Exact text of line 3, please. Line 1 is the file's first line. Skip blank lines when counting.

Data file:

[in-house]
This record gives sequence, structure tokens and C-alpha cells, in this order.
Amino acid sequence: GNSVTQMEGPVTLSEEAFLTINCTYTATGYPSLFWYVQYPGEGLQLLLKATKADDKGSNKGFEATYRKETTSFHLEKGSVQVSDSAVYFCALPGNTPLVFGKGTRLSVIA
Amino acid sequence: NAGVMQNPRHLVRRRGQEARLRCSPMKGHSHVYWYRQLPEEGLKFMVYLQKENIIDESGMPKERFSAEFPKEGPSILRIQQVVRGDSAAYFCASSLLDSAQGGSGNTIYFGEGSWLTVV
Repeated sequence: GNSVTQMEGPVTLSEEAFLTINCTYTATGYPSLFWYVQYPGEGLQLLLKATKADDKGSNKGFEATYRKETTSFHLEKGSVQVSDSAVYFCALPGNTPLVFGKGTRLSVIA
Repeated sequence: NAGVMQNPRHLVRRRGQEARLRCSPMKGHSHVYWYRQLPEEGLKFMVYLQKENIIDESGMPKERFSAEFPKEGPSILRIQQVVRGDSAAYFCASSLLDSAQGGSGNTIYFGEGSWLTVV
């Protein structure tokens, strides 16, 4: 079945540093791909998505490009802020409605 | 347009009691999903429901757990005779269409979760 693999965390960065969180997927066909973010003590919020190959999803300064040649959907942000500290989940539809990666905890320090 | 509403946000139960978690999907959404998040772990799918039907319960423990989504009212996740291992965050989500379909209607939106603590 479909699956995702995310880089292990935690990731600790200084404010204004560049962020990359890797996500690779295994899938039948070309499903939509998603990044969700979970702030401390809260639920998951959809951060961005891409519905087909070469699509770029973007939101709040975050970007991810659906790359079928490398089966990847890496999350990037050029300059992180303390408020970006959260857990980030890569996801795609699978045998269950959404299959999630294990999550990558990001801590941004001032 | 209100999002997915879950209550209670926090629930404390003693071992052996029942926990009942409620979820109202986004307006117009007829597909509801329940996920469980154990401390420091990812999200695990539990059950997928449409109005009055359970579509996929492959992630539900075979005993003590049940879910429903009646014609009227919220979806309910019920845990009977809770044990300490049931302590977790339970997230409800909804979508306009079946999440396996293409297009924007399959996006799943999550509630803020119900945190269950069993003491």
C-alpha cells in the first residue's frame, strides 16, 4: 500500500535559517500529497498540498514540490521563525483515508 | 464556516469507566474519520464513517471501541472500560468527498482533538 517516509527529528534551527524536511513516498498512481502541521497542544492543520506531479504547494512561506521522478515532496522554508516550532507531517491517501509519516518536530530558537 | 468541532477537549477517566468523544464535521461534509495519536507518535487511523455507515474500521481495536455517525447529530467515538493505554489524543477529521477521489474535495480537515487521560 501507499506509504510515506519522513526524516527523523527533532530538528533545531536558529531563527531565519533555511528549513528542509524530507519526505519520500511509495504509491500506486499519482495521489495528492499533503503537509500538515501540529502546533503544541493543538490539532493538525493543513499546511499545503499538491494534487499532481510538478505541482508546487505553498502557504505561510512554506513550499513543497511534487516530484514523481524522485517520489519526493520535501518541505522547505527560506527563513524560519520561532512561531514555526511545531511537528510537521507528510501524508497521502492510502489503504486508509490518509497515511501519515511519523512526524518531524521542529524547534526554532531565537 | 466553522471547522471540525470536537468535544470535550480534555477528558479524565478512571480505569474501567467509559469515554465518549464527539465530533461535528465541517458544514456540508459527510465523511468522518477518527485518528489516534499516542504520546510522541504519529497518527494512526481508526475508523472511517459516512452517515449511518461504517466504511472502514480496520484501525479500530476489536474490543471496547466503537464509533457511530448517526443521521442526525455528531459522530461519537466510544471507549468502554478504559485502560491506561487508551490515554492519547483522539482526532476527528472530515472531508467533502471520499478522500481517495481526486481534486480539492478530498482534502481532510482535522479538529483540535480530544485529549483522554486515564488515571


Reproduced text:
Amino acid sequence: GNSVTQMEGPVTLSEEAFLTINCTYTATGYPSLFWYVQYPGEGLQLLLKATKADDKGSNKGFEATYRKETTSFHLEKGSVQVSDSAVYFCALPGNTPLVFGKGTRLSVIA